The Lavender Hill Mob

Instead of changing as usual at Charing Cross, I came straight on to Rio de Janeiro. — Henry Holland

I just saw The Lavender Hill Mob for the first time. I wish I’d seen it years ago. It had moments of such comic and existential beauty that I found myself wanting to cry. Watch it!

The film tells the story of Henry Holland (Alec Guinness): a bowler-hatted bank employee who daily supervises the minting of millions while waiting on a pay cheque. “I was a potential millionaire,” he says, “yet I had to be satisfied with eight pounds, fifteen shillings, less deductions”.

He eventually finds the missing piece in his plan to steal a million pounds’ worth of gold doubloons with the idea that he might flee to a life of leisure in Rio.

It’s quite the Escapological film. Some notes about that:

1. Even though the film is about a crime, there’s no doubt in our minds that it’s a morally-justified act. We know that Holland is right to steal the money because his alternative fate — a life of undignified, repetitive servitude — is unthinkable. We’re on Holland’s side immediately. This is because the world loathes the rat race. Holland has already essentially paid for his crime through twenty years of toil. Morally, he’s practically owed the money.

2. More than the money, his Great Escape is a matter of personal respect, of taking control for once, and of reclaiming his lost dignity. Sound familiar? And to the extent that money is part of the heist, it is as a means rather than an end.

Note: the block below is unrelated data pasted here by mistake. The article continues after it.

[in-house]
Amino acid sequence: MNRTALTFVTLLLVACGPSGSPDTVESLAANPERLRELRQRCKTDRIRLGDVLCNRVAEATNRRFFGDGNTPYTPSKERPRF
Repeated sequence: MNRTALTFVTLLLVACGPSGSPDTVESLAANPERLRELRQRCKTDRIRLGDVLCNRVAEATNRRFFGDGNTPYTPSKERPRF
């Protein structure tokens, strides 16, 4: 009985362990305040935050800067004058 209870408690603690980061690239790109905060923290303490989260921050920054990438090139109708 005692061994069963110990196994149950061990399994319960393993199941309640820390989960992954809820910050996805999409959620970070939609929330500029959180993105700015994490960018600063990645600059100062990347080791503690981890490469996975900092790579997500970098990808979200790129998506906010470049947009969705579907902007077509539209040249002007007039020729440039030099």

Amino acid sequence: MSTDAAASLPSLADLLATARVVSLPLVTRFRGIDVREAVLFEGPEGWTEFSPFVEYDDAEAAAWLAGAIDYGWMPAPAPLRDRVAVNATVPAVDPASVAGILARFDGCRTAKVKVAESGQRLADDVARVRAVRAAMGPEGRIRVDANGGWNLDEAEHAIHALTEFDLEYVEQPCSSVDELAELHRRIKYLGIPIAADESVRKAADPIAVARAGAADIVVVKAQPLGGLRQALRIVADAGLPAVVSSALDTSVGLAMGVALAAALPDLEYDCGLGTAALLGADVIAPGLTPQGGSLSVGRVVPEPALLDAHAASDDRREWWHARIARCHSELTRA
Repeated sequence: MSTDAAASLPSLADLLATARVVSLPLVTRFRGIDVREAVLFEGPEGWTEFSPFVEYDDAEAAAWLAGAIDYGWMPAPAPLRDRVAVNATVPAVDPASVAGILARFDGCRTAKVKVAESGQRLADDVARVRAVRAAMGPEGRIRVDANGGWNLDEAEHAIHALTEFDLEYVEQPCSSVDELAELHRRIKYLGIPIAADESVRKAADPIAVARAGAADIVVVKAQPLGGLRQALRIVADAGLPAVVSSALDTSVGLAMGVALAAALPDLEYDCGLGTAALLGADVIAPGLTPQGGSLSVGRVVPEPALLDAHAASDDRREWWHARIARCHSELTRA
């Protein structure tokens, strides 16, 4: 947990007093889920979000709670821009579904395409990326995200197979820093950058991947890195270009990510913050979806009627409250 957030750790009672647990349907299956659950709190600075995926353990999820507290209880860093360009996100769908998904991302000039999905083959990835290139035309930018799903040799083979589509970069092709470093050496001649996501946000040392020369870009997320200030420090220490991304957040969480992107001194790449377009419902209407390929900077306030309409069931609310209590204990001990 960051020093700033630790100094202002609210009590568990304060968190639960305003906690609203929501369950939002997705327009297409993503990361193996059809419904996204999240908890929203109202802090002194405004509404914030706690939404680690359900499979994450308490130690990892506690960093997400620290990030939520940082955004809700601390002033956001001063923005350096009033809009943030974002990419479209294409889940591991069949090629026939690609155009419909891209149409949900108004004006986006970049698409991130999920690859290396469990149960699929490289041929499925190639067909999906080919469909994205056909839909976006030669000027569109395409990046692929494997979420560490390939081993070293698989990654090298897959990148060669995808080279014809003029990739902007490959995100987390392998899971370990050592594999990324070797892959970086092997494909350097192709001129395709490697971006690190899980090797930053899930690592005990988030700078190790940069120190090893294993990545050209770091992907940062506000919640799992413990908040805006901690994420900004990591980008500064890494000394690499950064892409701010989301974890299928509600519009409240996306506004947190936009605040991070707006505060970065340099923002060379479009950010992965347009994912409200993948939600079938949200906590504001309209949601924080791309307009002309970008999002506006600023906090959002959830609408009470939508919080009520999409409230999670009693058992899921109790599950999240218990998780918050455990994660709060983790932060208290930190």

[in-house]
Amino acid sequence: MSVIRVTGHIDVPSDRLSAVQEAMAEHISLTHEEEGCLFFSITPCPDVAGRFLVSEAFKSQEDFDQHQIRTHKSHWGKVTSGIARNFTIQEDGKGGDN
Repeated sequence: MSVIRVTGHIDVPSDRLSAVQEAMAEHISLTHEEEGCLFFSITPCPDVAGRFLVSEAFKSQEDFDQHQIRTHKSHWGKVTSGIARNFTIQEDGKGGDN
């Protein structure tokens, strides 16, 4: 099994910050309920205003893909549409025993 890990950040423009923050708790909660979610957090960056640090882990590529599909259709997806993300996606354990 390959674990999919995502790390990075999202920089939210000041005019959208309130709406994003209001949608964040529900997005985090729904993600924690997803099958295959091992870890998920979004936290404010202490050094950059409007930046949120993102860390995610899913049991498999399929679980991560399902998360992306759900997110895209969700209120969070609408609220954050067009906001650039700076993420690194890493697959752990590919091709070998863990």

3. There are moments of poetry in which tokens of Henry’s formerly dreary life ironically become his salvation. Towards the end of the film, he is able to elude the police by merging into a crowd of anonymous, identically-dressed London commuters. Likewise, the gold is smuggled into Paris by molding it into souvenir Eiffel Tower models: the very junk objects which kept Holland’s partner in servitude for so long.

4. There are moments of brotherly recognition between the two men that they’re doing something sensational: launching a self-hatched scheme, their own system-beating escape plan finally coming to fruition. There is nothing in the world so exciting.

And it’s all done with well-dressed, softly-spoken, gentlemanly decorum.


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Robert Wringham is the editor of New Escapologist. He also writes books and articles. Read more at

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